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American Resort Development Association (ARDA)


ARDA (American Resort Development Association)

In this newer era of social responsibility and fair dealing, which ARDA (American Resort Development Association) and its members subscribe to, I consider it my duty as a consumer advocate (and timeshare owner) to bring a matter of important consumer significance to your attention.

A client of mine received a collection letter in March, 2016. Let me note initially, that based upon where the letter was mailed from and mailed to, that no state laws may have been broken, and, because the letter did not come from a third-party debt collector, no federal laws may have been broken either. The Federal Fair Debt Collection Practices Act (FDCPA) which applies only to third-party debt collection agencies, provides multiple safeguards to consumers, including provisions prohibiting debt collectors from making any false, deceptive or misleading representations, or threatening to take legal action if that course of conduct is not truly intended. Further, debt collectors may not engage in conduct intended to disgrace or harass the alleged debtor/consumer.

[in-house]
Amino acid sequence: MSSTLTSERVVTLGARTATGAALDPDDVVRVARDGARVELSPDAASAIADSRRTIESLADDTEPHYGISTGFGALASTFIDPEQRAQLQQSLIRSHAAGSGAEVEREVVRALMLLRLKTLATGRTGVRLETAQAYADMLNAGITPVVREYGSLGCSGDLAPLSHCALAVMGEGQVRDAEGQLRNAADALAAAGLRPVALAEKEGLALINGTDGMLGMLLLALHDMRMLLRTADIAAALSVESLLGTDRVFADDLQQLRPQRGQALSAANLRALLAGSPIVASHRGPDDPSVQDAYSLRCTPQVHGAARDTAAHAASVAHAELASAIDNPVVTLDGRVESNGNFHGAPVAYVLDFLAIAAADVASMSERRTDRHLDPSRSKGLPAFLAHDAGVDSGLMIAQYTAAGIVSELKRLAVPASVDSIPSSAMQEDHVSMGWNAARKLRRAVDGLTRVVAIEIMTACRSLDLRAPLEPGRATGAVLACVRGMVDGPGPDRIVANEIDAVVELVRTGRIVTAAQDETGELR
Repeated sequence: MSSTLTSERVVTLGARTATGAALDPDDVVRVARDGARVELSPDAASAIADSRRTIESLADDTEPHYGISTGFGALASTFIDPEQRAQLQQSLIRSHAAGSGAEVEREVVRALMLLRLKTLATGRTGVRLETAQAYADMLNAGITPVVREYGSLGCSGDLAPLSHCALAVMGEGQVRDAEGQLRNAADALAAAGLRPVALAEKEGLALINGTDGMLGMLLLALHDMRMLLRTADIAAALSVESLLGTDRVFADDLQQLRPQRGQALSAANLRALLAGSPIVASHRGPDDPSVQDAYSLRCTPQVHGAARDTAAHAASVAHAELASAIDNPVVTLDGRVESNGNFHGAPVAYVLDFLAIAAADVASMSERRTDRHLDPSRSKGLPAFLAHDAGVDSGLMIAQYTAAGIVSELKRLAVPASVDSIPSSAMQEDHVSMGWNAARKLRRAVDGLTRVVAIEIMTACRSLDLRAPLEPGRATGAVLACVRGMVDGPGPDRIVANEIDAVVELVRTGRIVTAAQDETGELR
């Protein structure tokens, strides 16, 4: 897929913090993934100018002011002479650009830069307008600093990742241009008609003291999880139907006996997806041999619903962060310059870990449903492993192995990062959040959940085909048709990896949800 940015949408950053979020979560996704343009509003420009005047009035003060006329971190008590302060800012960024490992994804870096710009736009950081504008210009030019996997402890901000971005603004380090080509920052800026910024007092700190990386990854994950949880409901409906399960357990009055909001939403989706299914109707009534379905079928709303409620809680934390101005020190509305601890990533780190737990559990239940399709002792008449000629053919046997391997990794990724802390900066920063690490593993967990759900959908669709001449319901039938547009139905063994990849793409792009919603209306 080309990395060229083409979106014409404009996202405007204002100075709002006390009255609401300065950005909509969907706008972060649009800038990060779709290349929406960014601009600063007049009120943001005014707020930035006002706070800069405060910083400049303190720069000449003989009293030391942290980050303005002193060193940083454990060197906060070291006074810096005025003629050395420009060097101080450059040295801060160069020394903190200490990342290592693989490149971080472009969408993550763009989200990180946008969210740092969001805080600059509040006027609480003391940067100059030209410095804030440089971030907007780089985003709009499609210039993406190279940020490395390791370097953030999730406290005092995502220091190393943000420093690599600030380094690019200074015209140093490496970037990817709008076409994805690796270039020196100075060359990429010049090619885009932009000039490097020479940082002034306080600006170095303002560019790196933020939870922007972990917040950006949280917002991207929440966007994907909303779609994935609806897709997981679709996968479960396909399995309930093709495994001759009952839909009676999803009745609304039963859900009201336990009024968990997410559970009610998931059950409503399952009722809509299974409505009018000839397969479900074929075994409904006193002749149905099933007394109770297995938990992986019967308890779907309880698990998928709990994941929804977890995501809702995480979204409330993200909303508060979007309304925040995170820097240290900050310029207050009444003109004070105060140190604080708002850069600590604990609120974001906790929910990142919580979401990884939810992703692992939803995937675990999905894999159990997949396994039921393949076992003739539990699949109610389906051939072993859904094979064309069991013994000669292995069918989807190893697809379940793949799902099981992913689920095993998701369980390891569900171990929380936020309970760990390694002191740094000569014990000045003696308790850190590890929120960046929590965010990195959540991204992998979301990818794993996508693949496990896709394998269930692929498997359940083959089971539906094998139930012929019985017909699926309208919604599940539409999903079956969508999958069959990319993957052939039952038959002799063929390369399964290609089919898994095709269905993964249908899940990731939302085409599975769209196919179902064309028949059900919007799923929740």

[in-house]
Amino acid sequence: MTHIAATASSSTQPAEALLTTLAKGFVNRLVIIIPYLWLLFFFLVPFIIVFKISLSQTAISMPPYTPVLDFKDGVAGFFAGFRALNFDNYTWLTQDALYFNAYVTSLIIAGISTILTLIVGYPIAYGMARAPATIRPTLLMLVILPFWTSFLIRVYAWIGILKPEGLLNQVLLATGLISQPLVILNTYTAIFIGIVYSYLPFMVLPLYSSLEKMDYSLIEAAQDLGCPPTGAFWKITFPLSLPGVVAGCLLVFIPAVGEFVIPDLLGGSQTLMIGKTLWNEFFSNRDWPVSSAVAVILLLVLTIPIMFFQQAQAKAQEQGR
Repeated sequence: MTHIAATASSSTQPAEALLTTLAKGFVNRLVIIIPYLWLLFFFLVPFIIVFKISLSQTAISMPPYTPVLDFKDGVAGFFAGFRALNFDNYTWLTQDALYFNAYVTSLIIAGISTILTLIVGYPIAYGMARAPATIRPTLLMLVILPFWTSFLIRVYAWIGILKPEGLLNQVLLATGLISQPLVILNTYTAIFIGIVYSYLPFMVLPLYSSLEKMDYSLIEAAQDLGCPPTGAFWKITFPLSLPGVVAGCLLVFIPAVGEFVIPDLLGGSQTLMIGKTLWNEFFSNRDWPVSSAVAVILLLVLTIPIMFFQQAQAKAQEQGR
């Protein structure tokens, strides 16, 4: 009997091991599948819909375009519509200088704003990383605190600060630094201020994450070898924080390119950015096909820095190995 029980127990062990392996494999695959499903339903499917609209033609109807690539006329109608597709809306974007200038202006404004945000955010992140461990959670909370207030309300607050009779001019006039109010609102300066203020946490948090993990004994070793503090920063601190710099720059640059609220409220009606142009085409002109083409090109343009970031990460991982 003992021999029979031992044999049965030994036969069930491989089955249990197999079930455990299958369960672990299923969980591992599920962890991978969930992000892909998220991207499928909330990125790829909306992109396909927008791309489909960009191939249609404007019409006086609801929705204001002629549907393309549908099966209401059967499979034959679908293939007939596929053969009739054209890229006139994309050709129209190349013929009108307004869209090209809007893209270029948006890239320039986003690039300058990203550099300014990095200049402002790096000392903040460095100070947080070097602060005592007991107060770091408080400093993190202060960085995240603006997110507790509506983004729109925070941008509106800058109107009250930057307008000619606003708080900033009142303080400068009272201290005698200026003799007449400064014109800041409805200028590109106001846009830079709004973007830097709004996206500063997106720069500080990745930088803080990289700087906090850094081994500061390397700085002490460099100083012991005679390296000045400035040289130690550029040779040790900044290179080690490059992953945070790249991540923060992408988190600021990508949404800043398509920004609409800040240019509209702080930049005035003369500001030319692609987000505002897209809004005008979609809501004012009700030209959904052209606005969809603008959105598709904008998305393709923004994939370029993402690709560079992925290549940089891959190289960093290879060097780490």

Despite, and perhaps because of these legal conclusions, I attached the referenced collection letter to this article as Exhibit A, and highlighted the provisions that concern me as a consumer advocate, and as a lawyer. I believe this letter would absolutely violate debtor-based collection laws in several states, as well as Federal law, as referenced herein, (operative in all states) specifically the Federal FDCPA, if it had been sent by a third-party debt collection agency. A quick review of my highlighted portions reveals the number and tone of the purported violations. One of the more egregious clauses is quoted herein as an example (see also the highlighted portions of the letter attached as Exhibit A):